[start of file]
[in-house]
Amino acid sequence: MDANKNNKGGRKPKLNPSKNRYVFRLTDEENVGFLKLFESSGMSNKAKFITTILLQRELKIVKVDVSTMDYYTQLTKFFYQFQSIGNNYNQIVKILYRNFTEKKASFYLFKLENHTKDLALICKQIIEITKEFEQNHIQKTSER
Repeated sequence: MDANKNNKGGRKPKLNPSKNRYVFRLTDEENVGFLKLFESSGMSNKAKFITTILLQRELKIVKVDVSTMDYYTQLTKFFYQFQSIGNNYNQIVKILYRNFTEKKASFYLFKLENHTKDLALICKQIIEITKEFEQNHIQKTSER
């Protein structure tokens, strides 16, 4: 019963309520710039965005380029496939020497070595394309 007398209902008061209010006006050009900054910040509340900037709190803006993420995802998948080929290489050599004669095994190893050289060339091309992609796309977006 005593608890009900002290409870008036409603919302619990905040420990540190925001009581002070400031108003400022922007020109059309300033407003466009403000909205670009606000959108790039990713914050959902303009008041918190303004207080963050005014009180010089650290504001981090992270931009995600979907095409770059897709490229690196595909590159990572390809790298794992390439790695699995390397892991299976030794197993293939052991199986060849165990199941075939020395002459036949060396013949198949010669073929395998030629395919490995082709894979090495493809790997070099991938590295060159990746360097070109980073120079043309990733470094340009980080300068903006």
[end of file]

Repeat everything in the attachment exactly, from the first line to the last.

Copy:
[in-house]
Amino acid sequence: MDANKNNKGGRKPKLNPSKNRYVFRLTDEENVGFLKLFESSGMSNKAKFITTILLQRELKIVKVDVSTMDYYTQLTKFFYQFQSIGNNYNQIVKILYRNFTEKKASFYLFKLENHTKDLALICKQIIEITKEFEQNHIQKTSER
Repeated sequence: MDANKNNKGGRKPKLNPSKNRYVFRLTDEENVGFLKLFESSGMSNKAKFITTILLQRELKIVKVDVSTMDYYTQLTKFFYQFQSIGNNYNQIVKILYRNFTEKKASFYLFKLENHTKDLALICKQIIEITKEFEQNHIQKTSER
């Protein structure tokens, strides 16, 4: 019963309520710039965005380029496939020497070595394309 007398209902008061209010006006050009900054910040509340900037709190803006993420995802998948080929290489050599004669095994190893050289060339091309992609796309977006 005593608890009900002290409870008036409603919302619990905040420990540190925001009581002070400031108003400022922007020109059309300033407003466009403000909205670009606000959108790039990713914050959902303009008041918190303004207080963050005014009180010089650290504001981090992270931009995600979907095409770059897709490229690196595909590159990572390809790298794992390439790695699995390397892991299976030794197993293939052991199986060849165990199941075939020395002459036949060396013949198949010669073929395998030629395919490995082709894979090495493809790997070099991938590295060159990746360097070109980073120079043309990733470094340009980080300068903006």